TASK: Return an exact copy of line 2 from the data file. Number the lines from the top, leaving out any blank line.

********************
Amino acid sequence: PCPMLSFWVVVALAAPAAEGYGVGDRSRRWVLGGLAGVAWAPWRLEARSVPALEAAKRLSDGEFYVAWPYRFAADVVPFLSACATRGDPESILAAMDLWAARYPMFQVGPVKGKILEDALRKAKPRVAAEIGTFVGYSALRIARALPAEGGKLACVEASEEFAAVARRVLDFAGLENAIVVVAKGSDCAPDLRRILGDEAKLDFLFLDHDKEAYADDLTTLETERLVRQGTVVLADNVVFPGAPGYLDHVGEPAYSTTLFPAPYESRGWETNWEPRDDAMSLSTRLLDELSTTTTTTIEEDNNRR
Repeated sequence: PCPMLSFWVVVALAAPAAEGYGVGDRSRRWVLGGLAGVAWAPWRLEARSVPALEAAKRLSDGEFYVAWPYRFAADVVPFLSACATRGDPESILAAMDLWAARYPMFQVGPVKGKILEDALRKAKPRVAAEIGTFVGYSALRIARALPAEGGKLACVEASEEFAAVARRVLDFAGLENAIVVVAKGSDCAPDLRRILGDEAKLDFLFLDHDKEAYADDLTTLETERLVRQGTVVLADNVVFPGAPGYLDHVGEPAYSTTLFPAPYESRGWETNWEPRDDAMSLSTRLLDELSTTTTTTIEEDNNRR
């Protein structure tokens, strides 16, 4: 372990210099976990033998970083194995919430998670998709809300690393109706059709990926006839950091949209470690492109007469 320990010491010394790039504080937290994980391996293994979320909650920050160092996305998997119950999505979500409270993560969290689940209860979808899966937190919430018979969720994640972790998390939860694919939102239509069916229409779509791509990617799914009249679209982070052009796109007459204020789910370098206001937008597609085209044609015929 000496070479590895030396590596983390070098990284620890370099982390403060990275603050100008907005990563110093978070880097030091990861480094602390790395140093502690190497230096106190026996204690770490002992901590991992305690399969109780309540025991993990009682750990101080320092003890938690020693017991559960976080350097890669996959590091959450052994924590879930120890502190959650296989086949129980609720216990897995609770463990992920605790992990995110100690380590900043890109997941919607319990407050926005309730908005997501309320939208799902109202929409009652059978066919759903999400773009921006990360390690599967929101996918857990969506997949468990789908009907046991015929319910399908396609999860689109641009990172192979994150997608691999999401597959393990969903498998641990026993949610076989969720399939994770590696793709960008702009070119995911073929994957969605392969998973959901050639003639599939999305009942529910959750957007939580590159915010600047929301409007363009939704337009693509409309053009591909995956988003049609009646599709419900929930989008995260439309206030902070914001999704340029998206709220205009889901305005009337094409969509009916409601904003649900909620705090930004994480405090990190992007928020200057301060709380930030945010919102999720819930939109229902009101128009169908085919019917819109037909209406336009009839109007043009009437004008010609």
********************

Repeated sequence: PCPMLSFWVVVALAAPAAEGYGVGDRSRRWVLGGLAGVAWAPWRLEARSVPALEAAKRLSDGEFYVAWPYRFAADVVPFLSACATRGDPESILAAMDLWAARYPMFQVGPVKGKILEDALRKAKPRVAAEIGTFVGYSALRIARALPAEGGKLACVEASEEFAAVARRVLDFAGLENAIVVVAKGSDCAPDLRRILGDEAKLDFLFLDHDKEAYADDLTTLETERLVRQGTVVLADNVVFPGAPGYLDHVGEPAYSTTLFPAPYESRGWETNWEPRDDAMSLSTRLLDELSTTTTTTIEEDNNRR